As states prepare to conduct elections during the COVID-19 crisis, what are voters' perceptions about safety, election integrity, and the readiness of local officials? And how might these perceptions affect voter turnout in November?
Truth Decay is the diminishing role of facts and analysis in American public life, and it cuts much deeper than any political party or demographic. It's why nonpartisan think tanks like RAND are as important now as they have ever been.
Is there automatic voter registration? Can citizens vote by mail without an excuse? Are there options to cast ballots early? Answering questions such as these can help determine how prepared states are to conduct elections safely during the COVID-19 pandemic.
To conduct elections safely this fall, states need registration and voting options that can happen remotely or can enable social distancing. Based on their policies, which states are most and least prepared to do this?
The pandemic poses a serious threat to state election plans in 2020. There is still time for states to make policy changes, but those changes come with potential risks to public safety, and to election integrity, access, and logistics.
U.S. social studies teachers do not have a great deal of trust in many public institutions, such as news outlets and the government. This might have implications for how much they draw on or reference such institutions in their instruction.
Teachers' instructional materials provide a window into civic education in schools. Where are public-school social studies teachers getting most of their instructional materials? And how are they using these materials to teach civics?
Schools can play a key role in fighting Truth Decay—the diminishing role of facts in U.S. public life—by teaching media literacy to students. How much emphasis do teachers and schools put on this subject?
RAND researchers asked a nationally representative sample of adults about their news-consumption habits. The answers reveal clues about what it might take to address Truth Decay—the decline of facts in U.S. public life.
Where do Americans get their news? What news sources do they view as reliable? And how are choices about news consumption linked to demographics or political affiliation? Results from a national survey provide insights into these questions and more.
Like COVID-19, disinformation spreads only if we help it spread. While we have all been asked to stay at home as responsible citizens to contain the virus, we should also feel responsible for making it harder for disinformation to spread.
Jennifer Kavanagh, who wrote the RAND book Truth Decay about the diminishing role that facts play in making important public policy decisions, calls the unfolding situation with the novel coronavirus and COVID-19 a worst-case scenario.
RAND researchers asked people where they get their news, how reliable they think it is, and whether they seek out viewpoints that are different from their own. The results provide some new clues to help diagnose and treat Truth Decay.
"Truth Decay" is the diminishing role of facts and analysis in U.S. public life. As part of this phenomenon, Americans are losing faith in once-trusted sources of information, including the news. What could media organizations do to address this?
Americans have always held differing views about policy issues. But more and more, they disagree about basic facts. This is a symptom of what RAND calls “Truth Decay,” and it's doing severe damage to democracy in the United States.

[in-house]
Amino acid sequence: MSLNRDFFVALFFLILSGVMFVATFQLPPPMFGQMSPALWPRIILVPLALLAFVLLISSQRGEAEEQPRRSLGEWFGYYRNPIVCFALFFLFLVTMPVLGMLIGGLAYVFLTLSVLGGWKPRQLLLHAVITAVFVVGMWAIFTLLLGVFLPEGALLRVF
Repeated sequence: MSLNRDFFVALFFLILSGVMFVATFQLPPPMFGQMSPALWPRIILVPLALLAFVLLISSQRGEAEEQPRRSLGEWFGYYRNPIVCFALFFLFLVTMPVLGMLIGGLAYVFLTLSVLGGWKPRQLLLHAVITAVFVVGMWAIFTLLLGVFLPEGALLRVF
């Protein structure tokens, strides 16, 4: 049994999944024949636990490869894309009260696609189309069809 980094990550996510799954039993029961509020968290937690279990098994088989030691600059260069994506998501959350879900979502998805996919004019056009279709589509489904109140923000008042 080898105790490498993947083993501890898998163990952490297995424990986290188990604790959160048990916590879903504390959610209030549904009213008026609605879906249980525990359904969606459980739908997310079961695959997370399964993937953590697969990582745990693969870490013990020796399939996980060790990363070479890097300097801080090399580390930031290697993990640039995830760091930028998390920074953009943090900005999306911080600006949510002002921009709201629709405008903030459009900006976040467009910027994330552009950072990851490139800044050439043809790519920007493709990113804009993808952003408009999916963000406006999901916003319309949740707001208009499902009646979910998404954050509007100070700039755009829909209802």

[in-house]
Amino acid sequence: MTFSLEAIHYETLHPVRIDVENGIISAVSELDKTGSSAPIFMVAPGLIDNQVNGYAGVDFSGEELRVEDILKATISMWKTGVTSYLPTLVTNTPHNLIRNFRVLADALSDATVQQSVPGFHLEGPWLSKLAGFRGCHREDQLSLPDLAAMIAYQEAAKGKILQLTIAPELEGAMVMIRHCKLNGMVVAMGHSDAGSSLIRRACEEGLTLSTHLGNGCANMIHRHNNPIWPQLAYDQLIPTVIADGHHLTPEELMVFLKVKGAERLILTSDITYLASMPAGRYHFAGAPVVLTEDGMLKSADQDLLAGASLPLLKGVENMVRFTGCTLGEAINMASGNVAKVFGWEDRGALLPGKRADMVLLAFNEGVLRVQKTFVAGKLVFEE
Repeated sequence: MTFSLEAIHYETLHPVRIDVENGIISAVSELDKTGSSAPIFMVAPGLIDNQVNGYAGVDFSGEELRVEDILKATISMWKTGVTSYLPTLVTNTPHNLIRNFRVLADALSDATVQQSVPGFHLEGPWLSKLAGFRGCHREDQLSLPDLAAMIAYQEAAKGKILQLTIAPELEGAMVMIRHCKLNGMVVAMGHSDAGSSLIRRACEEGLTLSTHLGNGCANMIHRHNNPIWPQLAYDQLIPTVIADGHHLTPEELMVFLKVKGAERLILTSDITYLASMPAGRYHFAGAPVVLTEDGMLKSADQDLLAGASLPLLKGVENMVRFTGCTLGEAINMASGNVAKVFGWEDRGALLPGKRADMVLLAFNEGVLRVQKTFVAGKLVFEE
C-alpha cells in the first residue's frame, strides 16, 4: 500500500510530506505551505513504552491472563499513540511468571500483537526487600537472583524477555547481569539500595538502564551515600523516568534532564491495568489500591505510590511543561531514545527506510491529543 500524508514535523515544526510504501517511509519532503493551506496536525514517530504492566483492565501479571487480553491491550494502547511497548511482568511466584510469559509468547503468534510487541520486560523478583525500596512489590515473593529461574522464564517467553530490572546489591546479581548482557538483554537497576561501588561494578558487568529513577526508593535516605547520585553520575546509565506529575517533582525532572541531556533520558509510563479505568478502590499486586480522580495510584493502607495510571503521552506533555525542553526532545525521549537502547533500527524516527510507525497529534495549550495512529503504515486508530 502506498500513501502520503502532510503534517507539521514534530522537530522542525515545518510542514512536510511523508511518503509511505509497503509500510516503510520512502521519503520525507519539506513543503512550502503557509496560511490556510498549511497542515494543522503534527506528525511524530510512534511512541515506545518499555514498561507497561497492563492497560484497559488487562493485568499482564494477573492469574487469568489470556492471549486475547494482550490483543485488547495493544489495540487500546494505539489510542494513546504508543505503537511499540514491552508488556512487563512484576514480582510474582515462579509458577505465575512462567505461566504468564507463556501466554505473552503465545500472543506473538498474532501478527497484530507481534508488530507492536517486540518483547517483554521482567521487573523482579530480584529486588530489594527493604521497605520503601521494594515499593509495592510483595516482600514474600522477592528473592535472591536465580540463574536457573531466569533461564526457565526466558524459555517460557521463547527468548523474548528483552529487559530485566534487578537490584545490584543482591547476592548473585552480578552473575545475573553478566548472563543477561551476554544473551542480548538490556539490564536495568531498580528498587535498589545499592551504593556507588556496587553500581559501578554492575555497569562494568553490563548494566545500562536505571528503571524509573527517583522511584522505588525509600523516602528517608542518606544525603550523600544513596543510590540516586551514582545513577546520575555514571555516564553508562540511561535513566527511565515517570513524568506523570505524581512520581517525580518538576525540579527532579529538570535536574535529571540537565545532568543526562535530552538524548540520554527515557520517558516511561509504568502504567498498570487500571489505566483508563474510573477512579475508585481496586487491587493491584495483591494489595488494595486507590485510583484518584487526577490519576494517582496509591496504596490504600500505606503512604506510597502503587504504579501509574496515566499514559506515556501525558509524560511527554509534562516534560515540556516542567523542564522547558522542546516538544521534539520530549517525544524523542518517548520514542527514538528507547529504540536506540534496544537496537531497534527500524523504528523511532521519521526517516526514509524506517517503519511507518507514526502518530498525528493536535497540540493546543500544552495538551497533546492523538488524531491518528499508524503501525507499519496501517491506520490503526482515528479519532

“Truth Decay” is the diminishing reliance on facts and analysis in American public life. It has many damaging consequences: the erosion of civil discourse, political paralysis, alienation and disengagement from political and civic institutions, and uncertainty over U.S. policy.
In what ways has news reporting in print, on television, and online changed over the last 30 years? Overall, there has been a shift toward more-subjective reporting, but many of the changes have been subtle.
Technology has transformed how people get information. But it has also affected the way that information is produced, shared, and disseminated. How much has the presentation of news actually changed over the last three decades?
The line between fact and fiction in American public life is blurring. This “Truth Decay” phenomenon affects democracy and political and civil discourse, driving wedges between policymakers and neighbors alike. But research and analysis can serve as a launching point to rein Truth Decay in.
Detailed data and complex analysis are the foundation of decisionmaking in baseball and many other professions and occupations. But facts are out of favor in current U.S. political and civil discourse, and the public policymaking that accompanies it.
The declining regard for factual evidence may be a defining characteristic of our current age. Previous eras suggest it is within society's power to restore respect for objective facts. Humankind just needs to put it on the agenda.
What is social media's role in the decline of trust in the media? Is government intervention needed to help stop the spread of misinformation? A panel of researchers discussed the connection between the media and Truth Decay at a RAND event in Boston.
Truth Decay is defined by disagreement about facts, the blurred line between opinion and fact, increased volume of opinion and personal experience over fact, and declining trust in formerly respected sources of facts. RAND president and CEO Michael D. Rich, journalist Soledad O'Brien, and political scientist Francis Fukuyama discuss the phenomenon and the search for solutions to it.
Want to learn more about how RAND is responding to Truth Decay? Are you a researcher interested in tackling this issue? We want to hear from you.
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